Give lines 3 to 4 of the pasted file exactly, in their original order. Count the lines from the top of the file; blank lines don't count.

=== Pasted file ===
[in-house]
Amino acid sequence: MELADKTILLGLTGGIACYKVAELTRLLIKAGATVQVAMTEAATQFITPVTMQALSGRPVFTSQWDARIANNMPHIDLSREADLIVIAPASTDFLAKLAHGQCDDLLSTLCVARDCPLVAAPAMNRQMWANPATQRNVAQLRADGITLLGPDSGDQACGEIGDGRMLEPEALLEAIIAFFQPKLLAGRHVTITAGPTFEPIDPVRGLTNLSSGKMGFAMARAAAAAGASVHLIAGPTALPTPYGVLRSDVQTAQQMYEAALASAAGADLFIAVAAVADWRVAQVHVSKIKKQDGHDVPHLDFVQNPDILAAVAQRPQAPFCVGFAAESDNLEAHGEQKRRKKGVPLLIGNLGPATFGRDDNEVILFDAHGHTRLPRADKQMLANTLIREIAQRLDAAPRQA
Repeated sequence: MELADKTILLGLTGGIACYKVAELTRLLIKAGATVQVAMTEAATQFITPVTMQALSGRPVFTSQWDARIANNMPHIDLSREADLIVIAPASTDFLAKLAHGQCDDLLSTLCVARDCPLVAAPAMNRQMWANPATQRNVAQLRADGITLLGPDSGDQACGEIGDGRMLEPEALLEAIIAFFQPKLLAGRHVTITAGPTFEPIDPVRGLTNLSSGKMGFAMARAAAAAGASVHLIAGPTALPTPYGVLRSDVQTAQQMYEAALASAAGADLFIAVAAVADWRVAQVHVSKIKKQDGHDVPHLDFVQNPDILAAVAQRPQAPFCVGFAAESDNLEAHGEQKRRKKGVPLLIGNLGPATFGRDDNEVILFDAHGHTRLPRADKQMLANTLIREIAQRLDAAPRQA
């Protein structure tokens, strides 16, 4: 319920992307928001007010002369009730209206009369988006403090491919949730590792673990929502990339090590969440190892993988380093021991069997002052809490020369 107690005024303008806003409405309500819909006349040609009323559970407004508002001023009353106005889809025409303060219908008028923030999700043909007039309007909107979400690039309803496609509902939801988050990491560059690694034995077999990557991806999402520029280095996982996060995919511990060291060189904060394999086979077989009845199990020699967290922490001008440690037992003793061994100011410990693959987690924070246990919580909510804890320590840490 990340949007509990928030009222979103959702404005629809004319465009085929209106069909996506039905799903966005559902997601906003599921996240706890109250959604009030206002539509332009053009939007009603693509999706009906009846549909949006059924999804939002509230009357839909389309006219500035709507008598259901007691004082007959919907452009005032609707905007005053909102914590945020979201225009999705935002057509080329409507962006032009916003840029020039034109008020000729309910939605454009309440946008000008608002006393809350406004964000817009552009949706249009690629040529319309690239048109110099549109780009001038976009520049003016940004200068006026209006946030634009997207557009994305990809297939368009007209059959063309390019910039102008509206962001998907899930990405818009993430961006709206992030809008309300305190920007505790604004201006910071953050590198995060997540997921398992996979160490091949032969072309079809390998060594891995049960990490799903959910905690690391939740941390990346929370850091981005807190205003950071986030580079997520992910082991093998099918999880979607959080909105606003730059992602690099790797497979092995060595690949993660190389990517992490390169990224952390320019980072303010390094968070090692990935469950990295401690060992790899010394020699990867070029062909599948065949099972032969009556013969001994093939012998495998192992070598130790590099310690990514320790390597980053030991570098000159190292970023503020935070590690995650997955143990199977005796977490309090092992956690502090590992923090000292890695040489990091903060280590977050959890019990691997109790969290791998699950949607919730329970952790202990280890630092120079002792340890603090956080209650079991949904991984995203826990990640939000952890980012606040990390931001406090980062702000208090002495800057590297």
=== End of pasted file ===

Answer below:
Repeated sequence: MELADKTILLGLTGGIACYKVAELTRLLIKAGATVQVAMTEAATQFITPVTMQALSGRPVFTSQWDARIANNMPHIDLSREADLIVIAPASTDFLAKLAHGQCDDLLSTLCVARDCPLVAAPAMNRQMWANPATQRNVAQLRADGITLLGPDSGDQACGEIGDGRMLEPEALLEAIIAFFQPKLLAGRHVTITAGPTFEPIDPVRGLTNLSSGKMGFAMARAAAAAGASVHLIAGPTALPTPYGVLRSDVQTAQQMYEAALASAAGADLFIAVAAVADWRVAQVHVSKIKKQDGHDVPHLDFVQNPDILAAVAQRPQAPFCVGFAAESDNLEAHGEQKRRKKGVPLLIGNLGPATFGRDDNEVILFDAHGHTRLPRADKQMLANTLIREIAQRLDAAPRQA
């Protein structure tokens, strides 16, 4: 319920992307928001007010002369009730209206009369988006403090491919949730590792673990929502990339090590969440190892993988380093021991069997002052809490020369 107690005024303008806003409405309500819909006349040609009323559970407004508002001023009353106005889809025409303060219908008028923030999700043909007039309007909107979400690039309803496609509902939801988050990491560059690694034995077999990557991806999402520029280095996982996060995919511990060291060189904060394999086979077989009845199990020699967290922490001008440690037992003793061994100011410990693959987690924070246990919580909510804890320590840490 990340949007509990928030009222979103959702404005629809004319465009085929209106069909996506039905799903966005559902997601906003599921996240706890109250959604009030206002539509332009053009939007009603693509999706009906009846549909949006059924999804939002509230009357839909389309006219500035709507008598259901007691004082007959919907452009005032609707905007005053909102914590945020979201225009999705935002057509080329409507962006032009916003840029020039034109008020000729309910939605454009309440946008000008608002006393809350406004964000817009552009949706249009690629040529319309690239048109110099549109780009001038976009520049003016940004200068006026209006946030634009997207557009994305990809297939368009007209059959063309390019910039102008509206962001998907899930990405818009993430961006709206992030809008309300305190920007505790604004201006910071953050590198995060997540997921398992996979160490091949032969072309079809390998060594891995049960990490799903959910905690690391939740941390990346929370850091981005807190205003950071986030580079997520992910082991093998099918999880979607959080909105606003730059992602690099790797497979092995060595690949993660190389990517992490390169990224952390320019980072303010390094968070090692990935469950990295401690060992790899010394020699990867070029062909599948065949099972032969009556013969001994093939012998495998192992070598130790590099310690990514320790390597980053030991570098000159190292970023503020935070590690995650997955143990199977005796977490309090092992956690502090590992923090000292890695040489990091903060280590977050959890019990691997109790969290791998699950949607919730329970952790202990280890630092120079002792340890603090956080209650079991949904991984995203826990990640939000952890980012606040990390931001406090980062702000208090002495800057590297």